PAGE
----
By Tom Quiner
Here’s the accusation:
Governor Scott Walker “is basically taking up the posture of a dictator.”
The accusation comes from the chairman of the Congressional Progressive Caucus, Rep. Keith Ellison, (D-Minnesota).
What has Governor Walker done that’s so bad? He’s doing what the people elected him to do last November: reign in collective bargaining agreements with public employees and get them to contribute more to their health insurance and retirement plans.
It’s called living up to your campaign promises.
The existing collective bargaining structure is flawed. Democrats give unionized state workers generous pay packages and benefits which we, the taxpayers, pay for. In exchange, Democrats expect, and receive generous campaign contributions back from these same unions.
They scratch each other’s back at the expense of us. Governor Walker was elected to do something about it.
It’s not going to be easy. If he succeeds, he may signal a trend that puts his state and others on the path to fiscal sustainability, but at a loss of power for Democrats and public union employees. It may get ugly:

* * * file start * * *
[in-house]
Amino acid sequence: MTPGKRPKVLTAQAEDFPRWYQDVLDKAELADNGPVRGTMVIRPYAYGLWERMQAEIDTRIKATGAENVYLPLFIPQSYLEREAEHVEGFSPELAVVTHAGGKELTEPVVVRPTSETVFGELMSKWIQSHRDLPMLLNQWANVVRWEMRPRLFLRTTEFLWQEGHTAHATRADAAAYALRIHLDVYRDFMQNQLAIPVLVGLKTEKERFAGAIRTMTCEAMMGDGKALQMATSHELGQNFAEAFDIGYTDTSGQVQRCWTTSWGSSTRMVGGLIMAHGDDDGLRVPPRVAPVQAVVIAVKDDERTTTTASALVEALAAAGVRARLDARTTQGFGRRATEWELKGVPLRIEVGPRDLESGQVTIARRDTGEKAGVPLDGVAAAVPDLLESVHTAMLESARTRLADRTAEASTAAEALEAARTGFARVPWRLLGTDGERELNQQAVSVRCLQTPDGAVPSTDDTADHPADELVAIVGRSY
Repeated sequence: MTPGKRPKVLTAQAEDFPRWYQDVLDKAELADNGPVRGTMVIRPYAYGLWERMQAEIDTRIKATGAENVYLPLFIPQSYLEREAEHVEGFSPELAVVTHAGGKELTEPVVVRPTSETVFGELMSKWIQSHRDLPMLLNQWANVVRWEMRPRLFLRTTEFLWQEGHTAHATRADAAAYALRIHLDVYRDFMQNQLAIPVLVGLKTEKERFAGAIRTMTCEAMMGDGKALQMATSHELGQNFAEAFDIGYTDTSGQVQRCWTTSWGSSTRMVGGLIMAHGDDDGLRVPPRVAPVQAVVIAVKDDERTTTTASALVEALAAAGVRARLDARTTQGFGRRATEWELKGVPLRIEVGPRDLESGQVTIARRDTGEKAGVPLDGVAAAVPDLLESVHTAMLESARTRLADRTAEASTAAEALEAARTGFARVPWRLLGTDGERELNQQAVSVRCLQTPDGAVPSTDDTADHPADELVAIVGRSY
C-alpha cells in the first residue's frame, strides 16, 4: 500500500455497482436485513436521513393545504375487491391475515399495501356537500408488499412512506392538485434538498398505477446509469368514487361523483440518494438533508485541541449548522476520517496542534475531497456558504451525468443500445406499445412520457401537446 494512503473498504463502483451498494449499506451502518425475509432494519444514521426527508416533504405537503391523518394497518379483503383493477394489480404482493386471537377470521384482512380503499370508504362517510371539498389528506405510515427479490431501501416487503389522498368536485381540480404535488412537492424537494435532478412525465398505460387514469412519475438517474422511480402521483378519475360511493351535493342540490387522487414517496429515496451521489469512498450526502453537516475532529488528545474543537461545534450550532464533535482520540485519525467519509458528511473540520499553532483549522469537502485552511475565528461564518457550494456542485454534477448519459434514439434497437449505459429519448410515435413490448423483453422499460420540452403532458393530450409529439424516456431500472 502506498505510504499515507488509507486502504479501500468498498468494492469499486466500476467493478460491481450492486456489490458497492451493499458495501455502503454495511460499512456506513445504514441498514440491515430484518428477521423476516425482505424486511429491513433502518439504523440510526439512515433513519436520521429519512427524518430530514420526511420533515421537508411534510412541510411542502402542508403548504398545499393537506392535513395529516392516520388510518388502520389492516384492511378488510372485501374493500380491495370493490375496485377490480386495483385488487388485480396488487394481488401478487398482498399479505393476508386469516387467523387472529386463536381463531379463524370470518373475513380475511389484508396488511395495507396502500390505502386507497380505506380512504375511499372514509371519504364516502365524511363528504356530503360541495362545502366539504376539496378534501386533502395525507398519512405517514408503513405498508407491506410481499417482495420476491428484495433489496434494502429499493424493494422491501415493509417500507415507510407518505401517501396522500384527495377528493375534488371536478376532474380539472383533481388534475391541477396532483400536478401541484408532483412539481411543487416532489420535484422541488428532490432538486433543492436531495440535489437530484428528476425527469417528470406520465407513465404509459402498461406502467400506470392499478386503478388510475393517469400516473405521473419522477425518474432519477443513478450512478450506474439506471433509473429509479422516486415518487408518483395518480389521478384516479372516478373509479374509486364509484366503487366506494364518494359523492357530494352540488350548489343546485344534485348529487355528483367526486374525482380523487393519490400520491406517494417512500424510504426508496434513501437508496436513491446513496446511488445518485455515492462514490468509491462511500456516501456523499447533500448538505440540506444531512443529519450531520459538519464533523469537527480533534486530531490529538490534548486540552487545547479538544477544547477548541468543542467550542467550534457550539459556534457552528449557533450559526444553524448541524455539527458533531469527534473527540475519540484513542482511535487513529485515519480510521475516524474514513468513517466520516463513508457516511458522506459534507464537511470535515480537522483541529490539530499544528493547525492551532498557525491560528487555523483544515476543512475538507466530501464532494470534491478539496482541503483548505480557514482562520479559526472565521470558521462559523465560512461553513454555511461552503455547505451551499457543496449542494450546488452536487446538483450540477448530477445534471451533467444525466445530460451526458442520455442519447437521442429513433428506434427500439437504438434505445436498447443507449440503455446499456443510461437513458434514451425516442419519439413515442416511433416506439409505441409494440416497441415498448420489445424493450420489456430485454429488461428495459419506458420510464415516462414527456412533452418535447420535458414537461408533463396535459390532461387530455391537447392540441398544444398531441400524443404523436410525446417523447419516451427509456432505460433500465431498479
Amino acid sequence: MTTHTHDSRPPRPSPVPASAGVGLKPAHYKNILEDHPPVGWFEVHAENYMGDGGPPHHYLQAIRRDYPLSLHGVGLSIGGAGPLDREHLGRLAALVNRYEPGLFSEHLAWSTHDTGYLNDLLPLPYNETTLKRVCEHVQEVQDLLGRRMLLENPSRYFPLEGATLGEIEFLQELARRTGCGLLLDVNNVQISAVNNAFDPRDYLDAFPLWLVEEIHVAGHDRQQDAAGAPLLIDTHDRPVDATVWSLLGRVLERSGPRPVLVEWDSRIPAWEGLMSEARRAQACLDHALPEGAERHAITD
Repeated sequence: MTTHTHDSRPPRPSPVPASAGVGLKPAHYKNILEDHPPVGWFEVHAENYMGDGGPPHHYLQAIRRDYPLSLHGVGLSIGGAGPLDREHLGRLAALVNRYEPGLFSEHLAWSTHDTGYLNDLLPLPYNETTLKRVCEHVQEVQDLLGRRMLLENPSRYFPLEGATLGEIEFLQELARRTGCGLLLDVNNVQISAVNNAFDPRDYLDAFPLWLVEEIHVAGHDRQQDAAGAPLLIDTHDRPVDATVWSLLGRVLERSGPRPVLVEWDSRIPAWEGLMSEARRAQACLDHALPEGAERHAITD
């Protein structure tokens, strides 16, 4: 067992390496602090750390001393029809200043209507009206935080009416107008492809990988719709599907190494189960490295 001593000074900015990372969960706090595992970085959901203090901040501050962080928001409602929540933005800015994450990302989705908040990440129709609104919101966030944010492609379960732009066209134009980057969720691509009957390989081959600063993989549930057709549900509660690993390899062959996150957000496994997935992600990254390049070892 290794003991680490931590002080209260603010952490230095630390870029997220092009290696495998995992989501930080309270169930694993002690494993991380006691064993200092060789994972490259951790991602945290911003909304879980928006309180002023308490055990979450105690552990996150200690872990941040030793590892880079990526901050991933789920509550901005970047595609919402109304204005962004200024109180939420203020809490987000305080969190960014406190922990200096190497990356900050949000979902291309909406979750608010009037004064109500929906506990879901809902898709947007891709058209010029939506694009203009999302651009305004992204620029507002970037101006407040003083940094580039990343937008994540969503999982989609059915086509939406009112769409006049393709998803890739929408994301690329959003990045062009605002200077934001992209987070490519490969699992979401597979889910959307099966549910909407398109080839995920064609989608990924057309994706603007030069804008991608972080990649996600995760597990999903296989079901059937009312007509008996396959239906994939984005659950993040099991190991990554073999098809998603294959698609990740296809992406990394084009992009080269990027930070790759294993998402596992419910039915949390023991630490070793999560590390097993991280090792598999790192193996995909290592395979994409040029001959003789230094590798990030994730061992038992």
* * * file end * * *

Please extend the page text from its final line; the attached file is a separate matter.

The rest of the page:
“I’m proud to be here with people who understand that it’s more than just sending an email to get you going. Every once and awhile you need to get out on the streets and get a little bloody when necessary.”
This threat of violence comes from another Democrat, Rep. Michael Capuano (D-Mass). Let’s hope no one gets hurt with this kind of inflammatory rhetoric being spewed by elected Democrats.
Concerns about unionization have been expressed by the left side of the political aisle as well as the right. Former AFL-CIO President, George Meany said:
“It is impossible to bargain collectively with the government.”
President Franklin Roosevelt said:
“The process of collective bargaining, as usually understood, cannot be transplanted into the public service. I want to emphasize my conviction that militant tactics have no place in the public sector. A strike of public employees manifests nothing less than an intent on their part to prevent or obstruct the operations of government.”
Governor Walker seems like a faithful public servant. Even more, he is courageous to stand up for his convictions and ours’ in the face of such heavy-handed opposition.